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Morphology Control in Gold Nanoparticle Synthesis

Paper Type: Free Essay Subject: Chemistry
Wordcount: 1702 words Published: 24th Jan 2018

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  • Hammed A. Salami



One of the most significant current discussions in the field of nanotechnology is the development of novel nanomaterials. When materials are reduced from bulk to the nanometer-scale dimension, they begin to exhibit unusual physical and chemical properties [1, 2]. Recently, researchers have shown an increased interest in the elucidation of the structure-function relationship of these novel nanomaterials [3, 4]. The availability of imaging techniques with nanometer resolution, such as electron microscopy has not only helped in visualizing the individual nanoparticles, but also, it has facilitated an understanding of some of the emerging properties of noble metal nanoparticles such as spectroscopic enhancement and localized surface plasmon resonance (LSPR) [5, 6].

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For noble-metal nanoparticles, these structure-function relationships have attracted significant research interests. This is because, unlike in bulk metal materials, the control of the chemical and physical properties of noble-metal nanoparticles is possible with a modification of their size and shape, and by varying the material composition [1, 6]. As a result of the unique roles played by size and shape in influencing the properties of noble-metal nanoparticles, researchers have continually focused on ways to reproducibly tailor these parameters in other to adapt the nanoparticles for optimal use in a wide range of applications, including biology[4], energy[7], sensing, spectroscopic enhancement[8-10] and catalysis [7, 11]. The size of nanoparticles influences their optical properties while the shape and crystallographic facets are the major factors that determine their catalytic and surface activities [12].

Nanoparticles with non-spherical structures are referred to as anisotropic nanoparticles. Examples include nanocubes, nanoprisms, nanorods, etc. [13]. They show pronounced shape-dependent properties and functionalities, therefore a great deal of research effort has been paid at developing synthetic strategies to get a high yield of anisotropic noble metal nanoparticles having uniform structures and controlled shape and size[5].

The deliberate control of shape has however proven to be the most challenging, despite being one of the useful parameters for optimizing the properties of noble metal nanoparticles. This is particularly more pronounced in gold nanoparticles synthesis [3, 14-16].

Of the many shapes of gold nanoparticles, gold nanorods have continued to attract the most attention [2]. This is largely due to the large number of synthetic methods available, the possibility of high monodispersity and the control over the aspect ratio, which accounts for the change in their optical properties [17]. When molecules are adsorbed on the surface of gold nanoparticles, they undergo surface-enhanced Raman scattering (SERS) effects. This is due to the coupling effect of the plasmon band of the irradiated metal with the molecules electronic states [18, 19]. For gold nanorods, two Plasmon bands are prominent. They are the longitudinal plasmon band and the transverse plasmon band. These bands correspond to light absorption and scattering along the long and short axis of the particle respectively [20-22]. While the longitudinal surface plasmon resonance increases with larger aspect ratios (length/diameter), the transverse surface plasmon resonance is usually on the same wavelength as that of nanospheres, with no dependence on the aspect ratio[23].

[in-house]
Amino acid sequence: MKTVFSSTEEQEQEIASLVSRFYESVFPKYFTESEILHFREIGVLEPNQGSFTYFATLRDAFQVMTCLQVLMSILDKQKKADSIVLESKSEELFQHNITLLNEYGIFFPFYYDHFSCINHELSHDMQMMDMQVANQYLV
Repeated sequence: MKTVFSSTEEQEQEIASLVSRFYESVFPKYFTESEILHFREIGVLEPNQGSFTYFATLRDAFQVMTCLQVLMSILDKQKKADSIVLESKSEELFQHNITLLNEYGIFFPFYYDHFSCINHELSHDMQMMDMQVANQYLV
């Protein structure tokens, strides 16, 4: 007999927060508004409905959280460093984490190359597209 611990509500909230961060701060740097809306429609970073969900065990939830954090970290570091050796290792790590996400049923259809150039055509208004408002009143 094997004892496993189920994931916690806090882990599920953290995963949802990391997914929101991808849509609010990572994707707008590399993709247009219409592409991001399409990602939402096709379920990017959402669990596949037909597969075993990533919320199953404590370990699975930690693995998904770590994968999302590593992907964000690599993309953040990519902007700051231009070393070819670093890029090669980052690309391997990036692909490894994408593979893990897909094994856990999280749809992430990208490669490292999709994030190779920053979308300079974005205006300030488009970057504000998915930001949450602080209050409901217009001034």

The current high dependence on non-renewable feedstocks can be minimized with the production of fine chemicals, petrol-derived commodities and polymer precursors from biomass[24]. Supported gold nanoparticles have been found to be very active catalysts for a number of biomass transformation and many researchers have focused their attention in searching for the best supports, reaction conditions and mechanistic studies to improve their selectivity[25, 26].

Most catalytic studies in literature involving noble metal nanoparticles, either as mono- or bimetallic catalyst, are done with spherical nanoparticles [25-27]. The spherical nanoparticles used are usually immobilized onto suitable supports to form impregnated catalysts and in some cases they are preformed before immobilization [27]. To achieve this, methods such as wet impregnation, sol immobilization etc. are often used [28, 29]. These methods however, do not allow the control of morphology of the nanoparticles. There is therefore the need to develop an understanding of morphology control in the synthesis of anisotropic noble metal nanoparticles with high yield. It would also be interesting to explore the correlation between these controlled morphologies and catalytic activities.

Project Aims

This project will therefore aim at synthesising various morphologies of mono and bimetallic noble metal nanoparticles, with optimum control of the morphology during the synthesis. Starting with gold, we will also explore the use of colloidal methods in immobilizing the preformed nanoparticles with selected morphologies and narrow particle size distribution e.g. gold nanorods, onto suitable supports to form heterogeneous catalysts. Since the rods expose certain crystallographic planes more than most other morphologies and also have comparatively low coordination sites, they can be potentially more selective for reactions that preferably occur on low coordination sites. As a starting point we will therefore, explore their use as supported heterogeneous catalysts in selective oxidation and hydrogenation reactions for biomass transformation.


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